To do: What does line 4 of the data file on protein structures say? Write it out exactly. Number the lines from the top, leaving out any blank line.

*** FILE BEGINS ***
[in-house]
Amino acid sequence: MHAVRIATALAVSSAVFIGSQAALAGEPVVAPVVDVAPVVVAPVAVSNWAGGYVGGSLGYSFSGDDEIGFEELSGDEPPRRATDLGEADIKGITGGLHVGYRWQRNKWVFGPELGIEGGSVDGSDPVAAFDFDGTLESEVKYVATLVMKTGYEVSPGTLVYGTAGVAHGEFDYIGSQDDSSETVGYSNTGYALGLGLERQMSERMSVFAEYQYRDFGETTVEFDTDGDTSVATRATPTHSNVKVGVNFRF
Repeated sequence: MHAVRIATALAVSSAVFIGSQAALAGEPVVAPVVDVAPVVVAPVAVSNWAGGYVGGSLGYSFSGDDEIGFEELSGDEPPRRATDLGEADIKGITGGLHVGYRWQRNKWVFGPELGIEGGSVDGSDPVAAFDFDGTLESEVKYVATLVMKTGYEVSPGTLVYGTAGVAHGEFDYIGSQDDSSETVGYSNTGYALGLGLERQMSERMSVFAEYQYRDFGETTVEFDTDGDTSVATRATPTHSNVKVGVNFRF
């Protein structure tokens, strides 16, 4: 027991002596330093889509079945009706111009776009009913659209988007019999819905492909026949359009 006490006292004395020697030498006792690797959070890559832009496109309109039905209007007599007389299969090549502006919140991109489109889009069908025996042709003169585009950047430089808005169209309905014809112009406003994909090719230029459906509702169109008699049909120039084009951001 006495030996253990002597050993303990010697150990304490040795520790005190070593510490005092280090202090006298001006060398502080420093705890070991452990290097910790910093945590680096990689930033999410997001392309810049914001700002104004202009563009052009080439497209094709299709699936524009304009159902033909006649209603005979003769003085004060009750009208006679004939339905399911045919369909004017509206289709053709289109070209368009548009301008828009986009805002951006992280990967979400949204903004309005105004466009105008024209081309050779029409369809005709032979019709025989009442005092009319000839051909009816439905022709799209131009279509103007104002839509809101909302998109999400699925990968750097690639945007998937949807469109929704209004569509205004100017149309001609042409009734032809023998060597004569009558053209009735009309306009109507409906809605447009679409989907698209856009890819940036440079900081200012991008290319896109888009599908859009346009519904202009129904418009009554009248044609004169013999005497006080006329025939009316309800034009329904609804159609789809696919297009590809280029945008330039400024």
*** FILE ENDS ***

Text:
């Protein structure tokens, strides 16, 4: 027991002596330093889509079945009706111009776009009913659209988007019999819905492909026949359009 006490006292004395020697030498006792690797959070890559832009496109309109039905209007007599007389299969090549502006919140991109489109889009069908025996042709003169585009950047430089808005169209309905014809112009406003994909090719230029459906509702169109008699049909120039084009951001 006495030996253990002597050993303990010697150990304490040795520790005190070593510490005092280090202090006298001006060398502080420093705890070991452990290097910790910093945590680096990689930033999410997001392309810049914001700002104004202009563009052009080439497209094709299709699936524009304009159902033909006649209603005979003769003085004060009750009208006679004939339905399911045919369909004017509206289709053709289109070209368009548009301008828009986009805002951006992280990967979400949204903004309005105004466009105008024209081309050779029409369809005709032979019709025989009442005092009319000839051909009816439905022709799209131009279509103007104002839509809101909302998109999400699925990968750097690639945007998937949807469109929704209004569509205004100017149309001609042409009734032809023998060597004569009558053209009735009309306009109507409906809605447009679409989907698209856009890819940036440079900081200012991008290319896109888009599908859009346009519904202009129904418009009554009248044609004169013999005497006080006329025939009316309800034009329904609804159609789809696919297009590809280029945008330039400024």